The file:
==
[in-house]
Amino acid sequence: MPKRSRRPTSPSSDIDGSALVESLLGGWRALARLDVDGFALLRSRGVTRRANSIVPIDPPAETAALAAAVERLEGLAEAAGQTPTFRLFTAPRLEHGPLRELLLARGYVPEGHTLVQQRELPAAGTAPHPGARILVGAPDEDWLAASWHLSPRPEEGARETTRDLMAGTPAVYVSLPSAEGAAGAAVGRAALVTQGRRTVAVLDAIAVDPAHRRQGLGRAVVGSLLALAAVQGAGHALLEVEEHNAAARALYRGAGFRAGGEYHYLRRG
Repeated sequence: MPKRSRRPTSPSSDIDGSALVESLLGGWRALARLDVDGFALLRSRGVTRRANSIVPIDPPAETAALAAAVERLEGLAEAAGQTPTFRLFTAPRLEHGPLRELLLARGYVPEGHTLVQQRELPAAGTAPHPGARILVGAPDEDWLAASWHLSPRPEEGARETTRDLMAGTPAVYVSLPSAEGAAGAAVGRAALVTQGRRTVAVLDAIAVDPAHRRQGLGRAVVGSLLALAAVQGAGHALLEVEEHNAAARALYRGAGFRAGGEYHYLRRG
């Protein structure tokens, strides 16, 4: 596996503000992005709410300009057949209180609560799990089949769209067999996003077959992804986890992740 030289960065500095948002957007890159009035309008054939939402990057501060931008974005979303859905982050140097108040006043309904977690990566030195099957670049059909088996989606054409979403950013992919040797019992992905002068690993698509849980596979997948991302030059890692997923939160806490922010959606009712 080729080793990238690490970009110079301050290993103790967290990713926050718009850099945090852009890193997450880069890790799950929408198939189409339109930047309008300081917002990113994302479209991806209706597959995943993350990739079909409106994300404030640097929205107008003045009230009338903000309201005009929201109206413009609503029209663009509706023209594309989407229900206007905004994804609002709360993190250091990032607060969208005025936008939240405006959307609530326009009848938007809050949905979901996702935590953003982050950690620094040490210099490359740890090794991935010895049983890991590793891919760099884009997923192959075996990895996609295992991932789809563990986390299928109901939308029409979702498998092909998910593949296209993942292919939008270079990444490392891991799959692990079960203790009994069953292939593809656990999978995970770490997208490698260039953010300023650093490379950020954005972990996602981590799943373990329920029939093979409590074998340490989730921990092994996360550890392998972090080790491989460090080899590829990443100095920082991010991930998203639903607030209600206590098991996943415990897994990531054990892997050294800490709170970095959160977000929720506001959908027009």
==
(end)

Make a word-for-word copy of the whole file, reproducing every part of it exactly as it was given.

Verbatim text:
[in-house]
Amino acid sequence: MPKRSRRPTSPSSDIDGSALVESLLGGWRALARLDVDGFALLRSRGVTRRANSIVPIDPPAETAALAAAVERLEGLAEAAGQTPTFRLFTAPRLEHGPLRELLLARGYVPEGHTLVQQRELPAAGTAPHPGARILVGAPDEDWLAASWHLSPRPEEGARETTRDLMAGTPAVYVSLPSAEGAAGAAVGRAALVTQGRRTVAVLDAIAVDPAHRRQGLGRAVVGSLLALAAVQGAGHALLEVEEHNAAARALYRGAGFRAGGEYHYLRRG
Repeated sequence: MPKRSRRPTSPSSDIDGSALVESLLGGWRALARLDVDGFALLRSRGVTRRANSIVPIDPPAETAALAAAVERLEGLAEAAGQTPTFRLFTAPRLEHGPLRELLLARGYVPEGHTLVQQRELPAAGTAPHPGARILVGAPDEDWLAASWHLSPRPEEGARETTRDLMAGTPAVYVSLPSAEGAAGAAVGRAALVTQGRRTVAVLDAIAVDPAHRRQGLGRAVVGSLLALAAVQGAGHALLEVEEHNAAARALYRGAGFRAGGEYHYLRRG
């Protein structure tokens, strides 16, 4: 596996503000992005709410300009057949209180609560799990089949769209067999996003077959992804986890992740 030289960065500095948002957007890159009035309008054939939402990057501060931008974005979303859905982050140097108040006043309904977690990566030195099957670049059909088996989606054409979403950013992919040797019992992905002068690993698509849980596979997948991302030059890692997923939160806490922010959606009712 080729080793990238690490970009110079301050290993103790967290990713926050718009850099945090852009890193997450880069890790799950929408198939189409339109930047309008300081917002990113994302479209991806209706597959995943993350990739079909409106994300404030640097929205107008003045009230009338903000309201005009929201109206413009609503029209663009509706023209594309989407229900206007905004994804609002709360993190250091990032607060969208005025936008939240405006959307609530326009009848938007809050949905979901996702935590953003982050950690620094040490210099490359740890090794991935010895049983890991590793891919760099884009997923192959075996990895996609295992991932789809563990986390299928109901939308029409979702498998092909998910593949296209993942292919939008270079990444490392891991799959692990079960203790009994069953292939593809656990999978995970770490997208490698260039953010300023650093490379950020954005972990996602981590799943373990329920029939093979409590074998340490989730921990092994996360550890392998972090080790491989460090080899590829990443100095920082991010991930998203639903607030209600206590098991996943415990897994990531054990892997050294800490709170970095959160977000929720506001959908027009």